CHASE LANGFORD: CARTOGRAPHIC RIGOR IN ART
By Peter Frank
Maps define a distinct kind of retinal-conceptual art, one vast in both its formal potential and its practical applications. We in the modern world know it by the complexes of signs and signals that constitute maps; bound by a specific function, maps also provide aesthetic pleasure while imparting geographic data.
The tones and languages comprising Chase Langford’s painting – a rich variety evincing his efforts he calls a “geographic expressionism” – comprise a notably broad syllabus of forms. Langford is the graphic master of all these tones and terms, blending them into a distinctive method that has yielded several approaches to abstract painting, each one more elaborate and yet more viable than the last. The growth in Langford’s pictorial sophistication deepens the understanding of the cartographic approach to abstract painting.
Trained as a cartographer and employed as one for a quarter-century, he recognized himself as an artist through mapmaking. A mapmaker’s purpose is to describe the earmarks of a terrain so that it can be navigated in space and time; Langford’s purpose as an artist is to engage those earmarks so that their self-defined qualities stand out.
Langford brings forth the aesthetic components of cartography by mooting the practical components. He compares this to the tendency of West Coast Abstract Expressionists to formulate their expansive gestural works in response to the landscape around them. But such topographic sensitivity determines only part of Langford’s own modality, and it can be argued that his process of abstracting from perceived space is just the opposite of abstract landscape painters like Jack Jefferson or Edward Corbett. While they painted in direct response to apprehended space, Langford derives his imagery in response to a prior process of abstraction: the notational abstraction that maps involve, exercised on that space.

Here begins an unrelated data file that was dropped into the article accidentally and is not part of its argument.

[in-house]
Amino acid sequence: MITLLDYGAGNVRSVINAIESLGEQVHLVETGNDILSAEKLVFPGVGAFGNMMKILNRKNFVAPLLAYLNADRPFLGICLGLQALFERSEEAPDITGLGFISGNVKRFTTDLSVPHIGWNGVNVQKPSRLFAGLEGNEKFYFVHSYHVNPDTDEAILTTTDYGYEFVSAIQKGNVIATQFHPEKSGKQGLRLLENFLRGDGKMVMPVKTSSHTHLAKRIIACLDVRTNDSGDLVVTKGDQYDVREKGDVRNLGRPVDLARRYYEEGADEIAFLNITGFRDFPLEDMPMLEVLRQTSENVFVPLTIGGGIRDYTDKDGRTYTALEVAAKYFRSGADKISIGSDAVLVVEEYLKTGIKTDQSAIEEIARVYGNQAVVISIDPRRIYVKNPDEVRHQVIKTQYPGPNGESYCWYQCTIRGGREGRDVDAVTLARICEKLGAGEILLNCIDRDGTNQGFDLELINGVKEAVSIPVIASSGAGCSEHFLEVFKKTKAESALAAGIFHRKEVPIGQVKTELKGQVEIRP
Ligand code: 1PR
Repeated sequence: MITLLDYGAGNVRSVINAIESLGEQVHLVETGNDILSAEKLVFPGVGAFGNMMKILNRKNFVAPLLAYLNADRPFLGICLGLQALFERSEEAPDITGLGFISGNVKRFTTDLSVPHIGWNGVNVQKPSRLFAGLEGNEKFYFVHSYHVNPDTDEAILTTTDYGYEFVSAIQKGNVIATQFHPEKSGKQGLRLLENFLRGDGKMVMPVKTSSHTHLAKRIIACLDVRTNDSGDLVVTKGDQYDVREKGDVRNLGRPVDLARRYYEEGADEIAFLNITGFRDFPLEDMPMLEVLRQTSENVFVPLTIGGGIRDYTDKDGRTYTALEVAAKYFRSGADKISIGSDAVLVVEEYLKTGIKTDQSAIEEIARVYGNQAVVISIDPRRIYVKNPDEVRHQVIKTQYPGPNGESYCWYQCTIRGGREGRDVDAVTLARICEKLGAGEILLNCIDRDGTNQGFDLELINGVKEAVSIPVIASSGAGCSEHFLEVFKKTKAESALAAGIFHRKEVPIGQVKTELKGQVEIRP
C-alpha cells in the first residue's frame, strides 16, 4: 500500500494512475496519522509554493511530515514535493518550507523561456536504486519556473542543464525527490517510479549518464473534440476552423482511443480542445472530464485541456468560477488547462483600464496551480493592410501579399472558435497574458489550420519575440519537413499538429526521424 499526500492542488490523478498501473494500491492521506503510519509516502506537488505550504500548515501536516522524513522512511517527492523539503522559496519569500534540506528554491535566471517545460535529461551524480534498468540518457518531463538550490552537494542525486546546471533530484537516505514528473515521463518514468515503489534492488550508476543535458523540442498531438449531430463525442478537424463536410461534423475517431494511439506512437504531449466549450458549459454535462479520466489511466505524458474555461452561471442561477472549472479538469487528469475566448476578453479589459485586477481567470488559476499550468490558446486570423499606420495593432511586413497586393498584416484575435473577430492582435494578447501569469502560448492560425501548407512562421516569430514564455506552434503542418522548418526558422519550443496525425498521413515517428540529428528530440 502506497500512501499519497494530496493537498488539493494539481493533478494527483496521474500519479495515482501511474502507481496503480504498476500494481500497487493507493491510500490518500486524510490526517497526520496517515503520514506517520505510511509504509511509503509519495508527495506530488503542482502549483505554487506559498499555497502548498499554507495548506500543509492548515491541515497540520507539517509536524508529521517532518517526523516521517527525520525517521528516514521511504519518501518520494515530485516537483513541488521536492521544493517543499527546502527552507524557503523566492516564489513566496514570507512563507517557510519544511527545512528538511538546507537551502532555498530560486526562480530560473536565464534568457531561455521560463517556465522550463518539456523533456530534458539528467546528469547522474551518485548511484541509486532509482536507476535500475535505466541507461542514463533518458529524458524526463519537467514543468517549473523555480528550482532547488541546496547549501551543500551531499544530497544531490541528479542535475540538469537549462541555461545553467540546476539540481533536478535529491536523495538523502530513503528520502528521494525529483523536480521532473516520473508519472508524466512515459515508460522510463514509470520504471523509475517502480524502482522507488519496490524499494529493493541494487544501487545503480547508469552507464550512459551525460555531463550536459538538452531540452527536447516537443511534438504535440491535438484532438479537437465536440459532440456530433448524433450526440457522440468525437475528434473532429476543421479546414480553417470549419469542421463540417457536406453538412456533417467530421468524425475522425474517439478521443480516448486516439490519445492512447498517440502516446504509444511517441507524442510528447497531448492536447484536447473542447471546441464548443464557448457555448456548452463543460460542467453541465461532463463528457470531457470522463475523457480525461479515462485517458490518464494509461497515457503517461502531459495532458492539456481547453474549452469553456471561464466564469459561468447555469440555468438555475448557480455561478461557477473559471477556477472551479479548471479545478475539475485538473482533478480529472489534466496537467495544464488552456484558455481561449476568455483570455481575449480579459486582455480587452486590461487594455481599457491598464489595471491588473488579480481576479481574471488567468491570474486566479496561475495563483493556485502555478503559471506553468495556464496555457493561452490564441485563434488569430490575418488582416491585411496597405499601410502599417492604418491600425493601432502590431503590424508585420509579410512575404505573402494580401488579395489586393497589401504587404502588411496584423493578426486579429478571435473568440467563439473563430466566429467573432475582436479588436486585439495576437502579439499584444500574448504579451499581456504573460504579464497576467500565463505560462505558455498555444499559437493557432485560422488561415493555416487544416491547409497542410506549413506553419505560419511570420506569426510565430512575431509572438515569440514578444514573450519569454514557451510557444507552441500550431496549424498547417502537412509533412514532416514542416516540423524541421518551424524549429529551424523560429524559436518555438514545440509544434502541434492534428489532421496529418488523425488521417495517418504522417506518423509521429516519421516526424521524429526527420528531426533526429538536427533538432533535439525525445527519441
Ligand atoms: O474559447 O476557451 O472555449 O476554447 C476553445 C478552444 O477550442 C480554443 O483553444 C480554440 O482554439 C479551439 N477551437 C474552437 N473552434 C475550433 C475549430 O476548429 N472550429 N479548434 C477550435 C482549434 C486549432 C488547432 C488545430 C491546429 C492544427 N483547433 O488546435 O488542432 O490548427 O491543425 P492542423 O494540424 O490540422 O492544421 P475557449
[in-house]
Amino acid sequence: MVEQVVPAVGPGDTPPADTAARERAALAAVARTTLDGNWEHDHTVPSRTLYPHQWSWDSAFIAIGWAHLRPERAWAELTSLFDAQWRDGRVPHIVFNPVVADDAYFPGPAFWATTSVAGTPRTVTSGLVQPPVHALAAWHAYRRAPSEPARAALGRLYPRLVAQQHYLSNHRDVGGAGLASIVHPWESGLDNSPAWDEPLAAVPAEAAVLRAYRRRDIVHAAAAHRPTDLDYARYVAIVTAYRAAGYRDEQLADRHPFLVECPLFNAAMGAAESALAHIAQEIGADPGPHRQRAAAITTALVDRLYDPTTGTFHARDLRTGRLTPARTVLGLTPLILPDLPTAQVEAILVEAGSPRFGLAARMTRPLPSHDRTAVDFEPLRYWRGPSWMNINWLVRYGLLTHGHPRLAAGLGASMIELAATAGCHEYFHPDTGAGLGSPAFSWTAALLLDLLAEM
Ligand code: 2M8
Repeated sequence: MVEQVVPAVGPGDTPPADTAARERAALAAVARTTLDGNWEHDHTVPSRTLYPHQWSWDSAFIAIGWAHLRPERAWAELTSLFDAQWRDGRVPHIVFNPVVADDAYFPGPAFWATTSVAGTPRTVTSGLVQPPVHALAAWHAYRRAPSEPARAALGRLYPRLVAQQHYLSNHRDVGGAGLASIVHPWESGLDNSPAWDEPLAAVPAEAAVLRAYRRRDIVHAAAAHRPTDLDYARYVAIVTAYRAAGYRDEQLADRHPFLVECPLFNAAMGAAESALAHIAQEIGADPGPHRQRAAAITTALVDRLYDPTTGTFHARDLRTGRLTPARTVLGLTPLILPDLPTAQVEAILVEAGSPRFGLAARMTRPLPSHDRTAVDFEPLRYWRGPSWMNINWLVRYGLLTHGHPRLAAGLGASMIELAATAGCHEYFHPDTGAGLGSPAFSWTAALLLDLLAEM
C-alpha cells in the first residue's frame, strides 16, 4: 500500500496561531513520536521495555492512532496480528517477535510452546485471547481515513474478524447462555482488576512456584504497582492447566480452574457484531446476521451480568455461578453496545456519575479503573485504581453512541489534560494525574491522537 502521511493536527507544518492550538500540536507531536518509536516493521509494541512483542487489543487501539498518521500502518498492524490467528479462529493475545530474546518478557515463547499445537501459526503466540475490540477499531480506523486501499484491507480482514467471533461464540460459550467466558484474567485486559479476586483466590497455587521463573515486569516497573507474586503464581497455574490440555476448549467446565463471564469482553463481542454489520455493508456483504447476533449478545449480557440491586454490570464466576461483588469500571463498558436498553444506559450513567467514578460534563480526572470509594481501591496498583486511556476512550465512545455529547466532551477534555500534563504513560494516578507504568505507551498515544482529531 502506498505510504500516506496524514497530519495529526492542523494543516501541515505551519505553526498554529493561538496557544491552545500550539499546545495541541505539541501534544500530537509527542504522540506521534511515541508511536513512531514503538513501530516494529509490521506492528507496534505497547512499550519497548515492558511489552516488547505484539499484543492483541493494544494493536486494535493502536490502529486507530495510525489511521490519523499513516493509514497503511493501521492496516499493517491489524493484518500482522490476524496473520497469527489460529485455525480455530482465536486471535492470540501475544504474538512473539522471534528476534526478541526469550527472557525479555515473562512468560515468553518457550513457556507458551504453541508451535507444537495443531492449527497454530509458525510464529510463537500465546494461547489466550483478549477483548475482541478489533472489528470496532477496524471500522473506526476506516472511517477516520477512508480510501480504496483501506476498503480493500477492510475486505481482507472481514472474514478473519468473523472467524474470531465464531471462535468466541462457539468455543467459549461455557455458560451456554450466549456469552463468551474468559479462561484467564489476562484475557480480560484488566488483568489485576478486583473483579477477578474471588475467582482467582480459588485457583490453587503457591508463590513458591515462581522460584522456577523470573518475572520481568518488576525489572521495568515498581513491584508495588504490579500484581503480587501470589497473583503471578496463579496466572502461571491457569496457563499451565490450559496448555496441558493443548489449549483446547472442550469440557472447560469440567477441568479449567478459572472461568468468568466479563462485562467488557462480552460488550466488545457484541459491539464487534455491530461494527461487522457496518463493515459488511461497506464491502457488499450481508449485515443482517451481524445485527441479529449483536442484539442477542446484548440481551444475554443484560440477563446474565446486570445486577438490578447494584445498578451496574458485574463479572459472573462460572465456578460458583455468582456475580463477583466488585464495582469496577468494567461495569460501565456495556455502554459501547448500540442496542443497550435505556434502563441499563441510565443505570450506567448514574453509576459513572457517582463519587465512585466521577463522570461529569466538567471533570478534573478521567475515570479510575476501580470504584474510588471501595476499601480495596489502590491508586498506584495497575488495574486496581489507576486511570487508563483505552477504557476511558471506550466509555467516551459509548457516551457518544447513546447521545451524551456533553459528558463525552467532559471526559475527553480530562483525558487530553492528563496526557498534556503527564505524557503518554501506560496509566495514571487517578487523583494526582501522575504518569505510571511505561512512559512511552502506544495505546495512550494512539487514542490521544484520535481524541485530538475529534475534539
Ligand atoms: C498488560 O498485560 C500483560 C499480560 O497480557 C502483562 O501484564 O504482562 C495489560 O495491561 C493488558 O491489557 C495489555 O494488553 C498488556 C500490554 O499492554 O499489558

Langford eschews cartographic forms – silhouettes of land masses or political boundaries, street networks, or other literal quotations from given geographies. He began his work two decades ago with such devices – colorful canvases including finely rendered images of Japan, the Philippines, the grid of midtown Manhattan, and the like — but grew past this self-evident style to more broadly realized compositions. The progress towards the sinewy extrusions comprising recent and current works, Langford’s most distinctive and intimately reasoned, was somewhat longer. He experimented with various degrees of geometric ordering and simplification; with gestural patterning involving all-over tones and textures; with various degrees of granularity; with fractured cubist lines; and other abstract formats.
Langford has given many of his series names of specific places – “Malmö,” “Mulholland,” “Del Mar,” “Essex” – indicating that the paintings produced under these rubrics have some formal-contextual relationship to these sites – that is, to maps of such locations. If they do, they provide not the merest hint of alignment with such places. His intention is not to tease geographic identity out of coherent marks but to evoke sensuous, even spontaneous association through a rarefied process of abstraction derived from the conceptual abstraction at the core of mapmaking.
In its muscularity and self-assured choreography, Langford’s painting of the last several years at once brings his map-based abstract language to a new level of refinement and allows it to escape its cartographic association at will. The paintings invite but do not insist on a cartographic association; they stand, entirely on their own even as they cling, however quietly, to their origins in mapping. Langford now depends less on particular extant maps and more reliant on the act of inscription itself. He has carried over the inherent calligraphy of mapmaking into a whole other realm of expression. Chase Langford has left his maps behind, but not his mapping.
Peter Frank is a New York-born, Los Angeles-based art critic and curator. Associate Editor of Fabrik magazine and art critic for the Huffington Post, Editor of THEmagazine Los Angeles and Visions Art Quarterly, and art critic for LA Weekly, Village Voice and SoHo Weekly News. He has organized exhibitions for Documenta in Kassel, Museo Reina Sofia in Madrid, and New York’s Solomon R. Guggenheim Museum, and Senior Curator at Riverside Art Museum in California. He has written extensively for books and periodicals around the world. Past ICI curated exhibitions include: Artists’ Books USA co-curated with Martha Wilson (1978); Mapped Art: Charts, Routes, Regions (1981); Indiana Influence (1984); and Line and Image (1988).